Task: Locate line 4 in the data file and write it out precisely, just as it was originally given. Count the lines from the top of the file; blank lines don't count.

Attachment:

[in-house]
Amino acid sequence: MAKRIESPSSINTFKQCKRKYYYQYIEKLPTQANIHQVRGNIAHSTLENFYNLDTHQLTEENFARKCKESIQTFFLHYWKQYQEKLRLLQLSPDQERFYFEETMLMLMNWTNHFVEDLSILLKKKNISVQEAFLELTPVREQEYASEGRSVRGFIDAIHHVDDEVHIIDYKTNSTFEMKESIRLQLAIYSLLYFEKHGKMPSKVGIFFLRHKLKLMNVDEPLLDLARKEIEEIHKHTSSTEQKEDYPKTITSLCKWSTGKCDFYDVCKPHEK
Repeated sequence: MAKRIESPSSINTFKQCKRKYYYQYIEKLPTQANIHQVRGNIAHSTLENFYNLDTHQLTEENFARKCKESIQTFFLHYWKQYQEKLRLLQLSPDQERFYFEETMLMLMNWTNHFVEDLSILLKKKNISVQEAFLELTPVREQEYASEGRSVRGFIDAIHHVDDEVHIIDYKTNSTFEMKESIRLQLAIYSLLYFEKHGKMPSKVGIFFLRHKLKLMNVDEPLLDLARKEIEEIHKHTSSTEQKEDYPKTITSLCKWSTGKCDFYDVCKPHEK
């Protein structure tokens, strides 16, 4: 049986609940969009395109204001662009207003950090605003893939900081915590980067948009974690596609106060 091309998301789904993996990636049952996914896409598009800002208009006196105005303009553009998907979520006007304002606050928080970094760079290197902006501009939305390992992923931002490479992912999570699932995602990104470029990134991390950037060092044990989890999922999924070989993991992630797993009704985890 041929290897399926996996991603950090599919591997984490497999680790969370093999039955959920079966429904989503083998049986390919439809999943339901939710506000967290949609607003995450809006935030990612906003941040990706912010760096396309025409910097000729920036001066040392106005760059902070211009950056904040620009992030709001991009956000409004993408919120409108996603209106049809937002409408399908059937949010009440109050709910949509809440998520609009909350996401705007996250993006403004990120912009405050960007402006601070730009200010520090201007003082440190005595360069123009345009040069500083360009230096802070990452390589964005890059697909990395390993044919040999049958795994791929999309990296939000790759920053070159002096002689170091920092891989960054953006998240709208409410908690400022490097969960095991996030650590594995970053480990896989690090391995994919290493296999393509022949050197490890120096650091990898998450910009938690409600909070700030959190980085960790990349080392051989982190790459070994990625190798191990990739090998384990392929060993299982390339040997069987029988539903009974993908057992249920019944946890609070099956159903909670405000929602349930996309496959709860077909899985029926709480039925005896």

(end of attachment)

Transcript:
């Protein structure tokens, strides 16, 4: 049986609940969009395109204001662009207003950090605003893939900081915590980067948009974690596609106060 091309998301789904993996990636049952996914896409598009800002208009006196105005303009553009998907979520006007304002606050928080970094760079290197902006501009939305390992992923931002490479992912999570699932995602990104470029990134991390950037060092044990989890999922999924070989993991992630797993009704985890 041929290897399926996996991603950090599919591997984490497999680790969370093999039955959920079966429904989503083998049986390919439809999943339901939710506000967290949609607003995450809006935030990612906003941040990706912010760096396309025409910097000729920036001066040392106005760059902070211009950056904040620009992030709001991009956000409004993408919120409108996603209106049809937002409408399908059937949010009440109050709910949509809440998520609009909350996401705007996250993006403004990120912009405050960007402006601070730009200010520090201007003082440190005595360069123009345009040069500083360009230096802070990452390589964005890059697909990395390993044919040999049958795994791929999309990296939000790759920053070159002096002689170091920092891989960054953006998240709208409410908690400022490097969960095991996030650590594995970053480990896989690090391995994919290493296999393509022949050197490890120096650091990898998450910009938690409600909070700030959190980085960790990349080392051989982190790459070994990625190798191990990739090998384990392929060993299982390339040997069987029988539903009974993908057992249920019944946890609070099956159903909670405000929602349930996309496959709860077909899985029926709480039925005896």